Friday, September 12, 2014

Paris Revelations

Paris Revelations
Paris Revelations is an excerpt from the Alistair A. Vogan's collection of short pieces, By Degrees, the Gentlest Asinine Expression.

Marie Antoinette Marie Antoinette Marie Antoinette. Her name was Marie Antoinette. And this is where she lived. And HER NAME was MARIE ANTOINETTE,” he said, sensing, on some level, that he might be losing his equanimity. 
The gravel crunched beneath their feet. 
“Uncle Ivan…” she began, cherub-like.
Marie Antoinette,” he countered peremptorily, mumbling, and reached for a cigarette.
“No. I…” 
‘No’? ...No, what?” 
The silence was filled with yet more crunching, then that came to an end. “Now how – on earth - can I possibly answer that question?” he asked in his best calm, soothing voice. In his mind he sounded like Bing Crosby. “…Darling.”
“No,” she began, again. “I mean I was going to ask you ‘Why did she live here?’” 
“Oh. Okay,” he muttered and his eyes darted across the garden – possibly for somewhere to escape. He took a long drag on his cigarette and realized, miraculously, he’d already smoked much of it. “I wouldn’t know where to begin. Remember Goldie Locks?” 
“Good,” he found his voice uttering,  “Basically the same way.”
They marched a few more yards over the small stones.
“Now stop terrorizing your uncle and ask yourself some brilliant questions, but silently, this time, in your head,” he said, then added, “See how long you can do that. I’ll time you!” 
He held his left arm up and looked intently in the vicinity of his wrist, adjusting his eyebrows to display appropriate solicitude.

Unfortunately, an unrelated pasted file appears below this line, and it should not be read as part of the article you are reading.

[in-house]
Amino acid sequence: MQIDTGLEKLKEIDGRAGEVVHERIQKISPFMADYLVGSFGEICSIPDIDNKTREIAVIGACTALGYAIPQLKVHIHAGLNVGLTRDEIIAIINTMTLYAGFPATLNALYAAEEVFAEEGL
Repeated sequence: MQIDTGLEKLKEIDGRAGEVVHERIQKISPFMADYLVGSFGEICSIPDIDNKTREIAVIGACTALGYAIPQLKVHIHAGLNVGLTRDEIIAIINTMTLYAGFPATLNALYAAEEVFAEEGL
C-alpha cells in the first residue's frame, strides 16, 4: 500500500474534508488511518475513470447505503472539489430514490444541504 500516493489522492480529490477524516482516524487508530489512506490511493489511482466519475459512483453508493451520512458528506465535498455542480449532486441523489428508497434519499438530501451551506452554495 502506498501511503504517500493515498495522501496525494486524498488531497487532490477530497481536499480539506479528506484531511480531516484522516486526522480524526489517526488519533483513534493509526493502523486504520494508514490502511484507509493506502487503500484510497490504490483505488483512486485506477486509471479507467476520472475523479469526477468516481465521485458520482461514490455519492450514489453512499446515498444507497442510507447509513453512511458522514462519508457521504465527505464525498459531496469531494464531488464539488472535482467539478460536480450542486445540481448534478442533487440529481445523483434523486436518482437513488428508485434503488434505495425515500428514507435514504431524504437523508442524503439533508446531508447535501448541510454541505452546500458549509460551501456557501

Her eyes narrowed thoughtfully and he watched her mind swing into action.
“Brilliant child...”

Stomping along the Seine the previous day with Notre Dame Cathedral behind them and the Eiffel Tower rising in the distance above the chilly city, with the fragrance of blooming cherry blossoms still a memory, they passed through the stench of the unmentionable and gazed around the vendors of tiny towers, old magazines, books and postcards of yesteryear to the buildings on the opposite shore, and he remembered he was in Paris with his American nieces to fine-tune their sensibilities to a “higher culture”.
“Hey big kid. Stop picking your nose, s'il vous plaît…” He checked her face for a smile. 
“That’s French.” 
“…The language.” He exhaled slowly.
Ivan Von Noshrilgram Jr. imagined the roads snaking up and down the foothills of the Himalayas towards the town of Dharamsala. In his mind it was monsoon season, the rain crashing on the feeble asphalt in gigantic slabs, and he wondered if those very roads would be washed away this year. In his mind he saw the tiny wooden hut, built from the profits of countless small cups of spiced tea, saw it clinging by its fingertips to the rock face overlooking an immense green valley disappearing into clouds. What, too, would become of it? Would it be pushed over the edge?

Outside the Palace of Versailles, they drifted towards the top of the stairs that descend to the circular water fountain and, beyond that, what appears to be an alien landing strip.  
“Where is the princess?” 
“She’s…” he began, hesitating. “She left. …She died.” 
“Why’d she die?” 
“It was a long time ago. Hundreds of years ago. It happens.”  

Here is the conversation he had while showing the photos from their Paris trip back at the Foundation:
    “Here’s a picture of us all very very tired in front of the Arc de Triomphe. Here’s one of my American niece talking in front on the Pont Neuf. She needs braces. Here’s another one of her talking… Oh here’s a good one of us tired in front of the L'église de la Madeleine. The youngest was just getting the flu. Here’s a particularly singular statue of… just before…”